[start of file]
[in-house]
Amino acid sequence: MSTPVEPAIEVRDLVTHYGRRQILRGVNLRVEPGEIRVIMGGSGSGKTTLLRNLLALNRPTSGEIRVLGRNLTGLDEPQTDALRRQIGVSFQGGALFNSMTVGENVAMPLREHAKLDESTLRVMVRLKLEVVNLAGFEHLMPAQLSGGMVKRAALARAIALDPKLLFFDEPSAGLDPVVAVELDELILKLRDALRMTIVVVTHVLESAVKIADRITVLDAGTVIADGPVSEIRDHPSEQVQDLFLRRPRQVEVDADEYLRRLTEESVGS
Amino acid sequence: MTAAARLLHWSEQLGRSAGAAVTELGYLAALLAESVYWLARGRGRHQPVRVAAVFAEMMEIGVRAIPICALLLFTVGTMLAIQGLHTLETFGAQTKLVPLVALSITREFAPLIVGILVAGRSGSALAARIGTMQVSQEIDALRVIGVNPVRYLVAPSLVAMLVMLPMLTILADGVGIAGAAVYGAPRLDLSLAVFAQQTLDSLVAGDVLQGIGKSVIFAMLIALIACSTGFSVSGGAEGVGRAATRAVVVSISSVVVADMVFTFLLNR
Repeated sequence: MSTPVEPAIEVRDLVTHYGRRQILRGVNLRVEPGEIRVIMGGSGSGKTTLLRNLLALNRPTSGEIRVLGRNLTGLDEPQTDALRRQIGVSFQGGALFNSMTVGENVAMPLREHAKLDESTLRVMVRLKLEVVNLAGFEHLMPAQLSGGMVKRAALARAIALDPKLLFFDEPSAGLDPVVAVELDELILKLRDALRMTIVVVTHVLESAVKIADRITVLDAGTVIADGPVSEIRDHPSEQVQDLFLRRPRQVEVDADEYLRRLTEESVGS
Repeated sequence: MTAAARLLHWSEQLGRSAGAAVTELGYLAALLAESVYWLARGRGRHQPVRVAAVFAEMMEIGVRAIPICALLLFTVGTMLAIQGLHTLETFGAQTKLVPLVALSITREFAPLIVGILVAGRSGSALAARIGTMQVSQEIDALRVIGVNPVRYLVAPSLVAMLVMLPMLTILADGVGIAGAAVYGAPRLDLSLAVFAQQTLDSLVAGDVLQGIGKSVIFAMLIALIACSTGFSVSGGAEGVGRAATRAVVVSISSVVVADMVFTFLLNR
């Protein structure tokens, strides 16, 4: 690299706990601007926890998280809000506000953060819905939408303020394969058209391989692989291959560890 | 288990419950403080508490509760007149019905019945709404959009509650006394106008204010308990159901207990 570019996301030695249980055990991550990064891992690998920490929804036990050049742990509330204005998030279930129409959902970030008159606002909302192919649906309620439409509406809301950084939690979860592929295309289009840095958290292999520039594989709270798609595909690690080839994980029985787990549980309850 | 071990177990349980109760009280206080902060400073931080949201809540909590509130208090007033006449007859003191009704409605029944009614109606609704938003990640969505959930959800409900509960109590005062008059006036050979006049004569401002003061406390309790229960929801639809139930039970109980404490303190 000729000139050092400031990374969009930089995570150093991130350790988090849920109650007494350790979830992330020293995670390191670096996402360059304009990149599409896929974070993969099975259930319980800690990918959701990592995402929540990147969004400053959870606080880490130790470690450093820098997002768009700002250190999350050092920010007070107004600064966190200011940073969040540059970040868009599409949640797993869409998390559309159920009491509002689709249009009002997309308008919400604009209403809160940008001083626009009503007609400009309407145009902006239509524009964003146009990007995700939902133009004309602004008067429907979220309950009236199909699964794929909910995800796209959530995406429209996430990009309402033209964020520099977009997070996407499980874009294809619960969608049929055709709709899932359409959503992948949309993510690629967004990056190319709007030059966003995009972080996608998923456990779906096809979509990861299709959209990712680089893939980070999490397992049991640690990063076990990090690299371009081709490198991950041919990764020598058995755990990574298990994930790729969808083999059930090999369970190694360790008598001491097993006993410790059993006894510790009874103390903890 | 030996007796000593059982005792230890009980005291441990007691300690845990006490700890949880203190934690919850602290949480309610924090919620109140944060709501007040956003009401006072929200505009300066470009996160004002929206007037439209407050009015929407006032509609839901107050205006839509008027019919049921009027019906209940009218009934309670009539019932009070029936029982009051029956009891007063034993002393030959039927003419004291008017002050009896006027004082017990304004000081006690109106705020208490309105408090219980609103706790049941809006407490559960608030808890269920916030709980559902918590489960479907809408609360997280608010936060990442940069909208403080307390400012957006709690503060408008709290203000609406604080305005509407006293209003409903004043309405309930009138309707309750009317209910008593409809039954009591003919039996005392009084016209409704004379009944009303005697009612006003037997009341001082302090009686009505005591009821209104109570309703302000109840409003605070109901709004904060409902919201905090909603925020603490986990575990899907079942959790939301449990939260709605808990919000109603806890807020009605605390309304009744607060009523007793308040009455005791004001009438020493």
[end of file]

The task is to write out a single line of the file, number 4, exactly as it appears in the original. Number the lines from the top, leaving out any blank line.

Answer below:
Repeated sequence: MSTPVEPAIEVRDLVTHYGRRQILRGVNLRVEPGEIRVIMGGSGSGKTTLLRNLLALNRPTSGEIRVLGRNLTGLDEPQTDALRRQIGVSFQGGALFNSMTVGENVAMPLREHAKLDESTLRVMVRLKLEVVNLAGFEHLMPAQLSGGMVKRAALARAIALDPKLLFFDEPSAGLDPVVAVELDELILKLRDALRMTIVVVTHVLESAVKIADRITVLDAGTVIADGPVSEIRDHPSEQVQDLFLRRPRQVEVDADEYLRRLTEESVGS